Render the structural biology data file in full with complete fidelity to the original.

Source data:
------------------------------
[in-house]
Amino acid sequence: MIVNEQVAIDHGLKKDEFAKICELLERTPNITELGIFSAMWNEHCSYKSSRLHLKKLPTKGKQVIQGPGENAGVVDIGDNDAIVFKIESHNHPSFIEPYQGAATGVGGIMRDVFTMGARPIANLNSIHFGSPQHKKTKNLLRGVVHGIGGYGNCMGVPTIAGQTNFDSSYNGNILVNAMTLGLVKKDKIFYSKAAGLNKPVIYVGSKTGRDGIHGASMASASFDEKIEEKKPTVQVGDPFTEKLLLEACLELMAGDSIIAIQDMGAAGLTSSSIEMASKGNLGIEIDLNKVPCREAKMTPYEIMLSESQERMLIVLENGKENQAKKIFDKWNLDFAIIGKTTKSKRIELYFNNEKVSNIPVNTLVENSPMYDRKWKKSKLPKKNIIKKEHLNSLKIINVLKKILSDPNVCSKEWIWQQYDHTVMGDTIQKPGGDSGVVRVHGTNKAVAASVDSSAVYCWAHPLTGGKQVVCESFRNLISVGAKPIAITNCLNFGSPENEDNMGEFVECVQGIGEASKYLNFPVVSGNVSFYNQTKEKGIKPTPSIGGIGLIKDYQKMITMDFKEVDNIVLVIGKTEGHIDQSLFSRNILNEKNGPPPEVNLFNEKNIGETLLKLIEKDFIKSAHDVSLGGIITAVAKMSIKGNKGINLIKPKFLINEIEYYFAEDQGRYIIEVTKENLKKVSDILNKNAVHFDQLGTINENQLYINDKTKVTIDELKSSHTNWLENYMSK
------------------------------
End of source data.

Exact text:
[in-house]
Amino acid sequence: MIVNEQVAIDHGLKKDEFAKICELLERTPNITELGIFSAMWNEHCSYKSSRLHLKKLPTKGKQVIQGPGENAGVVDIGDNDAIVFKIESHNHPSFIEPYQGAATGVGGIMRDVFTMGARPIANLNSIHFGSPQHKKTKNLLRGVVHGIGGYGNCMGVPTIAGQTNFDSSYNGNILVNAMTLGLVKKDKIFYSKAAGLNKPVIYVGSKTGRDGIHGASMASASFDEKIEEKKPTVQVGDPFTEKLLLEACLELMAGDSIIAIQDMGAAGLTSSSIEMASKGNLGIEIDLNKVPCREAKMTPYEIMLSESQERMLIVLENGKENQAKKIFDKWNLDFAIIGKTTKSKRIELYFNNEKVSNIPVNTLVENSPMYDRKWKKSKLPKKNIIKKEHLNSLKIINVLKKILSDPNVCSKEWIWQQYDHTVMGDTIQKPGGDSGVVRVHGTNKAVAASVDSSAVYCWAHPLTGGKQVVCESFRNLISVGAKPIAITNCLNFGSPENEDNMGEFVECVQGIGEASKYLNFPVVSGNVSFYNQTKEKGIKPTPSIGGIGLIKDYQKMITMDFKEVDNIVLVIGKTEGHIDQSLFSRNILNEKNGPPPEVNLFNEKNIGETLLKLIEKDFIKSAHDVSLGGIITAVAKMSIKGNKGINLIKPKFLINEIEYYFAEDQGRYIIEVTKENLKKVSDILNKNAVHFDQLGTINENQLYINDKTKVTIDELKSSHTNWLENYMSK